With 600 South Africans dying daily of AIDS-related diseases, a group of researchers and activists -- attacking government's 'lack of political will' -- have formed a company to sell cheap anti-retroviral drugs. The Generic Anti-retroviral Procurement Project (GARPP) was launched after a mass protest sponsored by the Treatment Action Campaign (TAC). The group charges that the South African government officials have been 'foot dragging' on implementing a national anti-retroviral treatment plan.
The launching of the company, which will sell the pills at roughly $40 a month (cheaper than what is now on the market), comes at a critical time for the country. There are an estimated 5 million people living with HIV/AIDS. Roughly 600,000 are ready to start treatment with anti-retrovirals, but only about 1,500 in the state sector and 20,000 in the private sector are receiving treatment.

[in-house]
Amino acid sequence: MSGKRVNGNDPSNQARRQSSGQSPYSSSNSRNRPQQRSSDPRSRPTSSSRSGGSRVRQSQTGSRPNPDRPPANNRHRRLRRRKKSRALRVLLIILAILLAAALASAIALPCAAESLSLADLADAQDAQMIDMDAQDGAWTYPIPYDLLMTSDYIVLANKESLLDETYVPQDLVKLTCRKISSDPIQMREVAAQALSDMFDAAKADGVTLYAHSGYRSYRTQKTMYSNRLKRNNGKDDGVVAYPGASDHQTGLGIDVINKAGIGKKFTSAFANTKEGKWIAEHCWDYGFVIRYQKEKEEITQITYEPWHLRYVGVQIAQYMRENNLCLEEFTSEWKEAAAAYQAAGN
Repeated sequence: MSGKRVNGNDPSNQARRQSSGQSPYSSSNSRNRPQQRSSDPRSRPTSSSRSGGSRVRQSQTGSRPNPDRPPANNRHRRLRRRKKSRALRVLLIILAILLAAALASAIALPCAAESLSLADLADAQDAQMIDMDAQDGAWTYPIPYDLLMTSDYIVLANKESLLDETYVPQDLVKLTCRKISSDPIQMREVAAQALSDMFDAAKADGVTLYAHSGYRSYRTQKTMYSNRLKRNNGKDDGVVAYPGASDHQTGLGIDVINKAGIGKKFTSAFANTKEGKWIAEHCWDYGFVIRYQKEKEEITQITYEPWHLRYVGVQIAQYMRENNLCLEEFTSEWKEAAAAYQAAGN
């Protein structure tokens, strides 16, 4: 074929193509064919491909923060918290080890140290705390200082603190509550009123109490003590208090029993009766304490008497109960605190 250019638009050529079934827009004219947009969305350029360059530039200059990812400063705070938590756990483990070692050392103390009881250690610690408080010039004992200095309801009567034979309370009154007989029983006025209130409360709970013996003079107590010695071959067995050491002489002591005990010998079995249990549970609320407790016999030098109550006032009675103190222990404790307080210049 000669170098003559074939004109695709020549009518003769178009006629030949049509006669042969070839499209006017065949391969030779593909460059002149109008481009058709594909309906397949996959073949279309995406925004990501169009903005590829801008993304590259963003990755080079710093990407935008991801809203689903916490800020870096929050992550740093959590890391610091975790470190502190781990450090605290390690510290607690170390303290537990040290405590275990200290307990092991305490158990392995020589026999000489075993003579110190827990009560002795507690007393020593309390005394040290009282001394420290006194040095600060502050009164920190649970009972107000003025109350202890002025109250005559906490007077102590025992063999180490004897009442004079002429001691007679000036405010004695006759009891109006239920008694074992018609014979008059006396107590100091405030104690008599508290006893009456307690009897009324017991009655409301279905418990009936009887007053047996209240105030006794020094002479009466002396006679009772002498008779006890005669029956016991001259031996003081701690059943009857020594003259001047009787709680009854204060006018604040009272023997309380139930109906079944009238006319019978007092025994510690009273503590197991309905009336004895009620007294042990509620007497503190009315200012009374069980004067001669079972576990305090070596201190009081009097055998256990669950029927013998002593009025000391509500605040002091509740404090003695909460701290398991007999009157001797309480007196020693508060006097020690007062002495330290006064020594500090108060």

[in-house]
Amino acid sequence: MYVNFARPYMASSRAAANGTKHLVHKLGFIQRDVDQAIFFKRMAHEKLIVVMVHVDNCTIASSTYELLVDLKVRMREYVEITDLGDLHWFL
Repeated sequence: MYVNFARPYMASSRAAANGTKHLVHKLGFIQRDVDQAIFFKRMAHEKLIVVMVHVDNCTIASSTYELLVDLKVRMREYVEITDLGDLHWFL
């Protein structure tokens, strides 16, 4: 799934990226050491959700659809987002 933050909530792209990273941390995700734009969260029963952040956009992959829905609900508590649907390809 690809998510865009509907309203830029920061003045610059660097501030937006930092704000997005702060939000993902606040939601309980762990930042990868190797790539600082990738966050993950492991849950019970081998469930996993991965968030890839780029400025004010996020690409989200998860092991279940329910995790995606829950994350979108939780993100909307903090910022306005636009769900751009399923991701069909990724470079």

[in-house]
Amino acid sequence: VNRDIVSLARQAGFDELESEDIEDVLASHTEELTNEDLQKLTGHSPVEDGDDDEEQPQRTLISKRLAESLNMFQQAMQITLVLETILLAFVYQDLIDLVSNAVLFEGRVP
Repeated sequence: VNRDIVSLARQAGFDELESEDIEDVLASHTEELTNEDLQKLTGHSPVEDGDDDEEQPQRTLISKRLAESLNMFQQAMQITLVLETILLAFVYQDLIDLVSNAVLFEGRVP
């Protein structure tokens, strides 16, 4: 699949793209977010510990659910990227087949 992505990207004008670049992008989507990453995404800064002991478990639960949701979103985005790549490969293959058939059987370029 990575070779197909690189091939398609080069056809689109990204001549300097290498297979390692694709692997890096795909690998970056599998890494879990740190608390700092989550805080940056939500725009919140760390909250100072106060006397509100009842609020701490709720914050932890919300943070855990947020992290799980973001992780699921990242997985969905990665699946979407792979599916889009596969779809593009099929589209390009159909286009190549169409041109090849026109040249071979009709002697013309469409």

The protesters carried signs that said, 'two pills a day saves
lives.' Peter Piot, UNAIDS executive director, agrees with that
analysis by saying that prevention and treatment are both essential
aspects of the world response to AIDS. 'Throughout the world, the
debate is not on whether to offer anti-retroviral treatment in the
public sector, but how to do it given the numerous real
constraints,' he said. 'But for heaven's sake, let us not wait to
act until we have the perfect solution, because the era of the
perfect solution is still far away.'
-- Joel Stonington